Monday, April 22, 2013

Importance of Spring-time "Adaptations"

Springtime in the mountains is a beautiful thing; after a long winter of cold and snow and wet the spring sun is about as welcome as a slice of warm pie after a long trail run. And whether you're an avid skier during the wintertime or just try to maintain your fitness through gym work and the occasionally snowy outside run, when spring and snowmelt arrives it's tough not to jump into a huge volume of fun, warm, out-of-doors activities.

The spring is a valuable time for endurance athletes as it offers us our first chance in months to engage in the sports we've had to put on hold since last fall, and this can be a good thing. Training different muscle groups, introducing diversity back into your routine; it can all boost your general fitness up to a great level. But there should also be prudence in your approach; jumping headlong into running if you haven't tied up the shoes in a few months could easily lead to minor injury. Make sure to ease up your volume gradually, and look for softer terrain like trails instead of roads to restart you impact-heavy activity. Also, I think it's a great idea to always start each spring with a new pair of running shoes. Not only is it exciting to pull a great-smelling pair of kicks out of the box for the first time in April, but that old pair from last fall is likely broken down.  Especially if you used them in the winter, when road salt and debris can weaken your old shoes' integrity, having a new pair gives you the best chance of protecting your initially-weaker running joints from the pounding.

Core strength, that old chestnut, will continue to be your best friend (if you've got it) or your worst enemy (if you don't) this spring. A strong core will allow you to dive into new activity without major injury, as it ties together all the extremities which are suddenly baffled at the change in movement. Lacking strength in your core means everything from leaning forward on a bike to pounding up and down while running will be absorbed by your arms and legs, leaving them more susceptible to overuse injury. Get in the gym and do some strength, you!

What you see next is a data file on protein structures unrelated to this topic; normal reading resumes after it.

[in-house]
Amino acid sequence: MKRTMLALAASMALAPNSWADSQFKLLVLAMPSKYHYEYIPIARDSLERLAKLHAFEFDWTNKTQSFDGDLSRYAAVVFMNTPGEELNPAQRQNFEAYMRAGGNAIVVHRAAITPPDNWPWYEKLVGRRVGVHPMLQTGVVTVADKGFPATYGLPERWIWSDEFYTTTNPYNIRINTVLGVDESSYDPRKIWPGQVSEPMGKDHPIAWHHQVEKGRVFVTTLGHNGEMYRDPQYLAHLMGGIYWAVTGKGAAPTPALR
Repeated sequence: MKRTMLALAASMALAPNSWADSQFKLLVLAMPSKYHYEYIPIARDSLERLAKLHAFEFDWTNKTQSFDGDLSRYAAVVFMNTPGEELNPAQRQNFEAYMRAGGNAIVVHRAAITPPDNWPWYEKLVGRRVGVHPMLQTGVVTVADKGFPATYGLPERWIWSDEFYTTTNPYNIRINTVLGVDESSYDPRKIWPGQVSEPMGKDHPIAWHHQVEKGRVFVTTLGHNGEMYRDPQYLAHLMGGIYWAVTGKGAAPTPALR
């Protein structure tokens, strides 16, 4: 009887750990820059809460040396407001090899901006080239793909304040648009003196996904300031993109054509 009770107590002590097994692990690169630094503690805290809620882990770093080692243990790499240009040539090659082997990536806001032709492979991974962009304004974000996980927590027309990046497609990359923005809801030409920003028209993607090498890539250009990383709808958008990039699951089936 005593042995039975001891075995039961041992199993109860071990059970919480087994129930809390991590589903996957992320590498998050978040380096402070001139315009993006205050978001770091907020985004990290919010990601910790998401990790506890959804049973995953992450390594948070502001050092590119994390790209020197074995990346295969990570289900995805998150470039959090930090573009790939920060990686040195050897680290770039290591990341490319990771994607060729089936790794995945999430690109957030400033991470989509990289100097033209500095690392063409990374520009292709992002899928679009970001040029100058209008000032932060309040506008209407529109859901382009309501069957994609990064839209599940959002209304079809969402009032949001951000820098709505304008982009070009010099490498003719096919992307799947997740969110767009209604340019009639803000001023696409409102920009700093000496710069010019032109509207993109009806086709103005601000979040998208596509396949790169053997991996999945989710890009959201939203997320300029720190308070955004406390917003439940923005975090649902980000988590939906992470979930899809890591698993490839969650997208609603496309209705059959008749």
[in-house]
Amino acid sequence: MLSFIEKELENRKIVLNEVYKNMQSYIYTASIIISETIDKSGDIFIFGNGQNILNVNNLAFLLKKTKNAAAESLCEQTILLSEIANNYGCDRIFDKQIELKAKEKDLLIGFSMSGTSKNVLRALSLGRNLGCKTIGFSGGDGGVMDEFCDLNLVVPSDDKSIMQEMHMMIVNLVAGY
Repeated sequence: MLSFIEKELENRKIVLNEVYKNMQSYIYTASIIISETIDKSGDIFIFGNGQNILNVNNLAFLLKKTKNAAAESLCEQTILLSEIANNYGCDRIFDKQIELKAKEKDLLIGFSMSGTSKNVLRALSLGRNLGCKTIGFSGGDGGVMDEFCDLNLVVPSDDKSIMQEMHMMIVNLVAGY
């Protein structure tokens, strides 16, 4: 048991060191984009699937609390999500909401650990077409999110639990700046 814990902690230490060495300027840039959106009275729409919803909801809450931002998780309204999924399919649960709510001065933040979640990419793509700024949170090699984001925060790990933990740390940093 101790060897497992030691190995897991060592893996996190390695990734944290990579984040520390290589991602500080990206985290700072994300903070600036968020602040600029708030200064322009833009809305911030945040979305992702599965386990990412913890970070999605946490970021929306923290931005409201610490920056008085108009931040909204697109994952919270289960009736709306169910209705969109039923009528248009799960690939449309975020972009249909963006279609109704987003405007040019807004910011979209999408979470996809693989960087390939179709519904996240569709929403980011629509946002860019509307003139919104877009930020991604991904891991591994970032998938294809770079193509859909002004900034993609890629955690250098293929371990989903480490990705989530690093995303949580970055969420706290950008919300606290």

Alison (in grey shirt, right-of-center), about to start her first running race of 2013, the Squak Mtn Half. She won.

Given all of the above, what's the best way to embrace spring? Do everything! Get on your bike, go running, go backcountry skiing and carve some corn. Take advantage of this time to get involved in lots of different sports, because as the year wears on you will eventually want to hone in on that one sport where you goals reside.

Here's our Methow Endurance Springtime Checklist:
1. Buy new running shoes (try La Sportiva!)

2. Try and include at least three different sports in your fitness routine each week

3. Try a sport you've never done before, or haven't done in a long time
When's the last time you stood at a place like this with skis on, having made it there by your own steam? Backcountry skiing is excellent strength and aerobic training; it's pretty damn fun, too.

4. Set goals! Spring is the new year for athletes - want to try a 50-mile trail race? Search the race calendars and pick one. Interested in moving up a wave in the Birkie? Register for the race now and plan your training year around that goal. Having a focus and working that focus with a coach can dramatically increase your odds of success, and beginning in the springtime gives you a long-range plan.

5. Enlist the help of a Methow Endurance coach. We can help you structure your training and proceed in the best possible manner toward your goals, and starting in the spring gives you and us a blank slate to work with, ready to fill with high-quality training and preparation.

No comments:

Post a Comment